Saturday, August 16, 2008

The Psychology of Sports Fans, Vol. I

[In which I place on my philosopher, rather than comedian, hat. First posted last night at Mile High Report, now archived here. I strongly suggest you also read "The Philosophy of Sports Fans," a lengthy and thoughtful continuation of the questions raised herein, written over at MHR by poster styg50.]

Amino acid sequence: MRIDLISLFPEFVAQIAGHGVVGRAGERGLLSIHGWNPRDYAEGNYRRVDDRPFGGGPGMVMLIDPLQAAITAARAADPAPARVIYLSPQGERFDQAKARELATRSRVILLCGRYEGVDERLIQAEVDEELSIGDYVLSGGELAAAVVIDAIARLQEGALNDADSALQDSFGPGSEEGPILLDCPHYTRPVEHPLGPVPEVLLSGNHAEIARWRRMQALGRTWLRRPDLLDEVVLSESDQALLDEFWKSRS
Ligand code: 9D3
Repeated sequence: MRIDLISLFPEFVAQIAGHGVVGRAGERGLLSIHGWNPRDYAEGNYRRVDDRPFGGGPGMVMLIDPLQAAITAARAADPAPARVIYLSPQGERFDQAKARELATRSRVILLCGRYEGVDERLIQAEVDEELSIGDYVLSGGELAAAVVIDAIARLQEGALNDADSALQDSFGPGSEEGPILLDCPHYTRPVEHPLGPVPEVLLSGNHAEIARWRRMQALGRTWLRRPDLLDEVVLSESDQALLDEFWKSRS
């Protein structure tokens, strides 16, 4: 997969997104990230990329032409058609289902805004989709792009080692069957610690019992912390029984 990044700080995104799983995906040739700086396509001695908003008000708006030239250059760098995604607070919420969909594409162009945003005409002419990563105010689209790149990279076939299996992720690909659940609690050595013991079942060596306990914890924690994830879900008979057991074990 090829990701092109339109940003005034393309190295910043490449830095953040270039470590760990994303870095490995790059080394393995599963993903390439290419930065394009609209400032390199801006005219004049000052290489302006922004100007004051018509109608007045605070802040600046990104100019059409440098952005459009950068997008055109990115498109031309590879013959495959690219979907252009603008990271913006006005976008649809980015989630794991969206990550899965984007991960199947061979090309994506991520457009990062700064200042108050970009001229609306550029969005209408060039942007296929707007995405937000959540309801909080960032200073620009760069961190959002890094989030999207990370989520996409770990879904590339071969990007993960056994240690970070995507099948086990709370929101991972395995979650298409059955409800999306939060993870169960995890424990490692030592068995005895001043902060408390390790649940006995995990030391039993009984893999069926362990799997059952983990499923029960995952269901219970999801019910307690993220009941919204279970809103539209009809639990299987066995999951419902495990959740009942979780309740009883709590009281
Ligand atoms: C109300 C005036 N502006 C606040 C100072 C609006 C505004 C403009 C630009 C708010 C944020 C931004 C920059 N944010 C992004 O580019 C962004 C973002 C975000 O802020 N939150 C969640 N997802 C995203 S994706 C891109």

I count myself under the "rabid, tending to dysfunctional due to extreme emotional attachment" brand of sports fans. I watch spring training and preseason games, whether on TV or on Gamecast. (My plans for Saturday night consist of: Get pizza. Watch Broncos game. Heckle the Cowboys even though they can't hear me through the TV screen. Make unimaginative cracks about Jessica Simpson. Yell at Jay to throw the ball to the open guy in blue (or orange, as the case may be). You get the idea). I read every stats sheet in existence. I check an average of five or six different sites a day, five or six times, for news on my teams. My evening is planned around how I can check on the games in progress -- or avoid them, if they are currently too painful to be endured. (This April, I went to a big dance party at college. During breaks on the sidelines, I was constantly texting MLBscores to keep updated on the progress of the Rockies game). I am happy if the team wins, and feel as if life is all a sham and should be disallowed in the (sadly all too common) event that my teams get their behind handed to them on a platter. This is a routine that likely sounds very familiar to all of you, since I'm sure all of us have similarly proudly displayed our lack of social skills and bizarre emotional swings all having to do with a bunch of guys in matching colors.